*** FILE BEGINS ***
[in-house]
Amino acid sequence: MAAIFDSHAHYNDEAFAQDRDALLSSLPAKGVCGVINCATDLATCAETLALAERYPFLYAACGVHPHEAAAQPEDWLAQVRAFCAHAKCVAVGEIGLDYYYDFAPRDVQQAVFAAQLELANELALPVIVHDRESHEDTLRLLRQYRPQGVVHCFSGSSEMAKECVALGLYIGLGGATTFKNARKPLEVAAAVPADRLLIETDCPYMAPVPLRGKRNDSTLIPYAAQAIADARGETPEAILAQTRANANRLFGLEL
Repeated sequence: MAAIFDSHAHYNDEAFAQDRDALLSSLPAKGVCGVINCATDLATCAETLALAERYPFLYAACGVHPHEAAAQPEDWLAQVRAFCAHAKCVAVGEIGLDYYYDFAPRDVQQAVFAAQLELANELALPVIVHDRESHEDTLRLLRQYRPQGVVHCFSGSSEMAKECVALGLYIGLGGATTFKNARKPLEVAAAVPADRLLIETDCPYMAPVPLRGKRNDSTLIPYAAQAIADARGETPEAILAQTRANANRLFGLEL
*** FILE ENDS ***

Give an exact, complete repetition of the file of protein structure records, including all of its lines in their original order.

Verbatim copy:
[in-house]
Amino acid sequence: MAAIFDSHAHYNDEAFAQDRDALLSSLPAKGVCGVINCATDLATCAETLALAERYPFLYAACGVHPHEAAAQPEDWLAQVRAFCAHAKCVAVGEIGLDYYYDFAPRDVQQAVFAAQLELANELALPVIVHDRESHEDTLRLLRQYRPQGVVHCFSGSSEMAKECVALGLYIGLGGATTFKNARKPLEVAAAVPADRLLIETDCPYMAPVPLRGKRNDSTLIPYAAQAIADARGETPEAILAQTRANANRLFGLEL
Repeated sequence: MAAIFDSHAHYNDEAFAQDRDALLSSLPAKGVCGVINCATDLATCAETLALAERYPFLYAACGVHPHEAAAQPEDWLAQVRAFCAHAKCVAVGEIGLDYYYDFAPRDVQQAVFAAQLELANELALPVIVHDRESHEDTLRLLRQYRPQGVVHCFSGSSEMAKECVALGLYIGLGGATTFKNARKPLEVAAAVPADRLLIETDCPYMAPVPLRGKRNDSTLIPYAAQAIADARGETPEAILAQTRANANRLFGLEL